Model Based Conceptual Communication Design in Coordination Systems

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Title: Model Based Conceptual Communication Design in Coordination Systems
Author: Kuehnen, Stefan Alexander
Advisors: Samuel C Winchester, Chair
Stephen N. Chapman, Member
Timothy G. Clapp, Member
Peter D.F. Kilduff, Member
Abstract: The purpose of this research has been to investigate the feasibility of developing a model-based method for conceptual communication design in coordination systems. Business process modeling methodologies are surveyed and the methodology of choice, Actionworkflow™, is presented. As the basis for method development Language/Action and Speech Act theories, underlying the Actionworkflow™ methodology, are examined for potential concepts aiding the development of the method. Their history and surrounding philosophies are presented. Critique of the Actionworkflow™ methodology is presented and discussed.The major focus of the research is the development of the model-based method to conceptually design communications in coordination systems. Its development, structure and components are presented and explained. The method is illustrated with a simple, everyday-life, application example. Applications of the method to examine web-based e-commerce sites are presented. It has been determined that the application for these environments is insightful. The examples discussed are ebay, an auction provider, e-trade, an on-line broker, and priceline.com, a purchasing service applying a unique process for the purchase of services and goods. Consequently the application of the method to establish the feasibility of designing coordination support systems for textile new product development is provided. Coordination model development and design of communications are discussed in parallel. Application results show that the method can successfully be used for conceptually designing coordination support systems, although practical issues have to be further investigated.Finally underlying assumptions are displayed and discussed, model validation provided, performance evaluation, as to the goals set forth for the research undertaken, and recommendations for future research provided.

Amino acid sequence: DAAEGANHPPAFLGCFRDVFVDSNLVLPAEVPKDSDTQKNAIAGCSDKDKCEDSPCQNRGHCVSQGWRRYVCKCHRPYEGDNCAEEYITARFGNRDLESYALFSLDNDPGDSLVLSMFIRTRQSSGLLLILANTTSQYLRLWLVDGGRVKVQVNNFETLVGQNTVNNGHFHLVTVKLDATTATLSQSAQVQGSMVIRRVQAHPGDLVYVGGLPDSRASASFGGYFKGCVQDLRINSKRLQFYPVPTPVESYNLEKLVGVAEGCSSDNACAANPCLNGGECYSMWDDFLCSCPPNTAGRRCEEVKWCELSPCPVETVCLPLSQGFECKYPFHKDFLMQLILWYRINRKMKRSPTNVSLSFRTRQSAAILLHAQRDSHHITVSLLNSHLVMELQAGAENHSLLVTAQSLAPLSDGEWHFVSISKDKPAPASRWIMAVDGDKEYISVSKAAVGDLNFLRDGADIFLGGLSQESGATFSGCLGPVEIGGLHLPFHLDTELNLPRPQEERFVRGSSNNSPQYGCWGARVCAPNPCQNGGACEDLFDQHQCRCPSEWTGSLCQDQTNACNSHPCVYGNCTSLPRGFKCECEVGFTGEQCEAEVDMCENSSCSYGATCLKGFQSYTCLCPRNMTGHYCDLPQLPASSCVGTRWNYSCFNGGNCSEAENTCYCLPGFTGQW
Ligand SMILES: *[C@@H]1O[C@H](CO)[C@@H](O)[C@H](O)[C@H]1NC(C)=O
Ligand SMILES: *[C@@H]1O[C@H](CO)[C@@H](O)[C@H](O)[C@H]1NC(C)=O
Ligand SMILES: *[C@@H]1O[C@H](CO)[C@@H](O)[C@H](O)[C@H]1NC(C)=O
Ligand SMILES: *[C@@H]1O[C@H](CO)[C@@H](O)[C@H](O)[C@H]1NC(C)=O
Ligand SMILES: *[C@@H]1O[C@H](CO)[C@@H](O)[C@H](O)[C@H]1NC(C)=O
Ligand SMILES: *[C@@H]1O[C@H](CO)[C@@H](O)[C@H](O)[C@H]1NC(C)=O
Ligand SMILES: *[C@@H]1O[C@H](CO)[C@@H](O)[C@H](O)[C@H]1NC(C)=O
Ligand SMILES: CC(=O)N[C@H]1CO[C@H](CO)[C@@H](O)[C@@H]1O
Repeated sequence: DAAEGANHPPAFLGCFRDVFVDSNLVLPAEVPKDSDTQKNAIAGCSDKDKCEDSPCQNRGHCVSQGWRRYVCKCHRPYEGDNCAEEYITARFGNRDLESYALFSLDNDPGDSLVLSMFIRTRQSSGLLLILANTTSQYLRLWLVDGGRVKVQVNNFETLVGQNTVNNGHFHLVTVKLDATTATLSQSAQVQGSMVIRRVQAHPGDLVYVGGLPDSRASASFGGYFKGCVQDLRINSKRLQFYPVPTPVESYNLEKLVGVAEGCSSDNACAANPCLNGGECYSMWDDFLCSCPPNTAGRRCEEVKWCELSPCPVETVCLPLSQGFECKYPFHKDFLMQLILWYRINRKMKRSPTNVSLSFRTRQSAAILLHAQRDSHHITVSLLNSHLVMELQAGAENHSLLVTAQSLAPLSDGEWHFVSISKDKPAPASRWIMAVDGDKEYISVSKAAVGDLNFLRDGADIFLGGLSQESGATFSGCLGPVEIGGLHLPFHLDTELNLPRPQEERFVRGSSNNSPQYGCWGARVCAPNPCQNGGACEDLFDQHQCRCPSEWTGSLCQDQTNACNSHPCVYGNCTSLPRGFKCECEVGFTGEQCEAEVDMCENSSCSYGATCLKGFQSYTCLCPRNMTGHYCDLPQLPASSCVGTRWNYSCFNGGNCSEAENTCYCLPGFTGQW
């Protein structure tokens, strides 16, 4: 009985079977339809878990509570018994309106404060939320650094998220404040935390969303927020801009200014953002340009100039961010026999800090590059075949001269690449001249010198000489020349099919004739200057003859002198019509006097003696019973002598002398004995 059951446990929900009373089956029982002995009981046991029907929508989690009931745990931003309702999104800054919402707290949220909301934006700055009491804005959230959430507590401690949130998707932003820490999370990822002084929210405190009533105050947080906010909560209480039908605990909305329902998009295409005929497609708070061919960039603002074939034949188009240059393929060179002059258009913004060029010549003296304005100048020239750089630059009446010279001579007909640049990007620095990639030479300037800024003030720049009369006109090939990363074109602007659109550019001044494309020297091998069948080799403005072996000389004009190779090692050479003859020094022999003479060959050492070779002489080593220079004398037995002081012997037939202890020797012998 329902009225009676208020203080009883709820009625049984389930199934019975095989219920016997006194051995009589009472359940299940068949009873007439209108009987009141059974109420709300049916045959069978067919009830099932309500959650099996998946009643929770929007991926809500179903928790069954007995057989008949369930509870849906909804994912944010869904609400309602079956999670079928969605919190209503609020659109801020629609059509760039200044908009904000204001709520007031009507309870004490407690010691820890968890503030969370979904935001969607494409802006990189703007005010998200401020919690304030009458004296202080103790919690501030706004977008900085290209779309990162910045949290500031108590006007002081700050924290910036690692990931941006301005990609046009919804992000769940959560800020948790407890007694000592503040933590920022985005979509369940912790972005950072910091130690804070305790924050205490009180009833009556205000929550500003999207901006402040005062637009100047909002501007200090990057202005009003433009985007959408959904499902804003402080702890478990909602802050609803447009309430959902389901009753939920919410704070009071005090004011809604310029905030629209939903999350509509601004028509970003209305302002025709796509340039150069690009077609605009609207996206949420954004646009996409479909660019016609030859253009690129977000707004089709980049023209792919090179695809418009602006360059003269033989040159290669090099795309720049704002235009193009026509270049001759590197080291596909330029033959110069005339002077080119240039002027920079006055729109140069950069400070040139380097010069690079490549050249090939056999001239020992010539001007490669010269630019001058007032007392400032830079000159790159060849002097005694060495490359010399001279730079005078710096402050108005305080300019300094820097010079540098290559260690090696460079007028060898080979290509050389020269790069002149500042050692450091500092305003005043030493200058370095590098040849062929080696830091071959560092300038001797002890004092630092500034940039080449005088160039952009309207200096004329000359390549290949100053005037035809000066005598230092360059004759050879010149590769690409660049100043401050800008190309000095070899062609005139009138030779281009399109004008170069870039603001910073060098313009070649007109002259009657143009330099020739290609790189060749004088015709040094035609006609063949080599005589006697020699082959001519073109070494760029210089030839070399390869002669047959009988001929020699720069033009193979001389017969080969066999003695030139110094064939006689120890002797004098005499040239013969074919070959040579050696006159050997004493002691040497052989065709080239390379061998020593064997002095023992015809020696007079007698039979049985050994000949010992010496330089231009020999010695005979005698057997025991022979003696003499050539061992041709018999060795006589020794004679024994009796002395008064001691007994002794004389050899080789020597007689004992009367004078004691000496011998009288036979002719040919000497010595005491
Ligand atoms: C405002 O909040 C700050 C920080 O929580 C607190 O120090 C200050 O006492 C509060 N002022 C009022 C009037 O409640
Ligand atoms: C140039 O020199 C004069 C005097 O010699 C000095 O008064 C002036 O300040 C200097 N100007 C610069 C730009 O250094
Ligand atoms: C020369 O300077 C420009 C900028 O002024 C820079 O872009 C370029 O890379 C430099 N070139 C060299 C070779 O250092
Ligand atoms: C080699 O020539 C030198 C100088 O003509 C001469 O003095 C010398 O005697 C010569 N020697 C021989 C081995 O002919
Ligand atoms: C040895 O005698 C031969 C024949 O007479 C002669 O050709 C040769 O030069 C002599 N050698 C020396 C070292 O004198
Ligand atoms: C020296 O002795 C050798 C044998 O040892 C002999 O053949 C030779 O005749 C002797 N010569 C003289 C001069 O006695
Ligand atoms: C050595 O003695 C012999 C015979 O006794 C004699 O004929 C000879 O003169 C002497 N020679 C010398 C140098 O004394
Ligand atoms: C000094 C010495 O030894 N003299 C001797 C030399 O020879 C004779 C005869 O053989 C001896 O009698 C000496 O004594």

Date: 2001-04-06
Degree: PhD
Discipline: Textile Management and Technology
URI: http://www.lib.ncsu.edu/resolver/1840.16/4948


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